Trump to Go Ahead With 'Law and Order' Protest Amid D.C. Mayor's Ban on 'Mass Gatherings'

President Donald Trump is expected to give in-person remarks during an event today on the South Lawn of the White House, despite his coronavirus diagnosis and restrictions on mass gatherings that remain in effect for Washington, D.C.

The president's schedule for today suggests that he will deliver "remarks at a peaceful protest for law and order" at 2 p.m., confirming the ABC News report yesterday which said Trump was expected to address attendees from a White House balcony.

If it goes ahead, it will mark the president's first in-person event since announcing last Friday that he and the First Lady had both tested positive for COVID-19.

Trump spent three nights at Walter Reed Medical Center, returning to the White House on Monday while appearing to have labored breathing. He has since released video statements, including one which touted his treatment as a possible cure.

Under medical care, the president was reportedly administered antiviral drug remdesivir, the steroid dexamethasone and an unproven experimental drug from Regeneron. He said on Twitter yesterday a "big rally" was scheduled for Florida on Monday.

According to CNBC, all attendees at today's event will be asked to wear face masks on White House grounds and will undertake a temperature check and brief questionnaire. It was not immediately clear how many people were expected to take part.

Under Phase Two of Washington, DC's COVID-19 restrictions, which are still in effect, mass gatherings of more than 50 people in a single location are prohibited.

"If shouting or singing is involved, these activities can create droplets that may spread the virus that causes COVID-19 if you are infected. To prevent this, wear a facemask and find alternative ways to voice your message, such as through holding signs and using noise makers," explain the guidelines from D.C.'s Mayor, Muriel Bowser.

Trump White House event Saturday described as "peaceful protest for law and order." Wash DC Mayor's ban on "mass gatherings" including more than 50 people still in effect, including outdoor spaces "enclosed by fence"

— Eric Lipton (@EricLiptonNYT) October 10, 2020

The White House event today comes after a string of Trump administration officials who attended a previous gathering in the Rose Garden on September 26 tested positive for the disease, described as a "superspreader" event by top scientist Anthony Fauci.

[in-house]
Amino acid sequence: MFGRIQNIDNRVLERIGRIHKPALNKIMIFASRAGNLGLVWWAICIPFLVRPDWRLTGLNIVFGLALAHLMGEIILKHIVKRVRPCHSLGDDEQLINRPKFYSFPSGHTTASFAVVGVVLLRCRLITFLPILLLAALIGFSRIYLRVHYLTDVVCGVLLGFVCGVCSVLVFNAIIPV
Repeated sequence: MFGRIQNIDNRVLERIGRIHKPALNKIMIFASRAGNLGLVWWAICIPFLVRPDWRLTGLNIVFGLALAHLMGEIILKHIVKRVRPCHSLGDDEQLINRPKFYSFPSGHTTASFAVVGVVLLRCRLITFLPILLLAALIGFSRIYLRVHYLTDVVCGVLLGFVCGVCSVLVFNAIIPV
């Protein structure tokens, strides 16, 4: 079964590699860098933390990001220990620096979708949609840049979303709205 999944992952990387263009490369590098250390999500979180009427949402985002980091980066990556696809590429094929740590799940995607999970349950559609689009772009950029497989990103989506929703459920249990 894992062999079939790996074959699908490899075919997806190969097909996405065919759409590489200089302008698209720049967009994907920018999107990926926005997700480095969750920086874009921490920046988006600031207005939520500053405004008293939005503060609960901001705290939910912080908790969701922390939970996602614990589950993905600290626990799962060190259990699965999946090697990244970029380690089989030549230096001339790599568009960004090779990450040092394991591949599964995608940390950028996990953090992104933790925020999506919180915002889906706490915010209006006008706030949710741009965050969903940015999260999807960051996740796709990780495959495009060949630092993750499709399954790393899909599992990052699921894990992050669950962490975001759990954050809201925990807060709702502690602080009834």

On Thursday, D.C. health officials urged anyone who had worked in the White House in the past two weeks to contact local health agencies for guidance about their "potential need to quarantine," noting there had been "limited contact tracing."

Despite health concerns, the president's physician, Dr. Sean Conley, claimed in a memo on Thursday that Trump had "completed his course of therapy for COVID-19."

A statement attributed to the doctor in the public memo read: "Saturday will be day 10 since Thursday's diagnosis, and based on the trajectory of advanced diagnostics... I fully anticipate the President's safe return to public engagements at that time."

In his first on-camera interview since testing positive this week, Trump told Fox News he had not received the results from his latest test, but believed he was getting better. He said during Tucker Carlson Tonight: "I'm either at the bottom of the scale or free."

The 2020 presidential election is now less than a month away. A spokesperson for the Biden campaign has criticized Trump's decision to again appear in-person today.

Mike Gwin, who is the Biden team's deputy direct response coordinator, told ABC News in a statement yesterday: "This decision is stunningly reckless and irresponsible, and it's only the latest evidence that Trump has waved the white flag of defeat against this virus even as it kills thousands of Americans each week and batters our economy."

Newsweek has contacted the White House and the Trump campaign for comment.

Donald Trump
President Donald Trump removes his mask upon return to the White House from Walter Reed National Military Medical Center on October 5, in Washington, D.C. Trump spent three days hospitalized for coronavirus. Win McNamee/Getty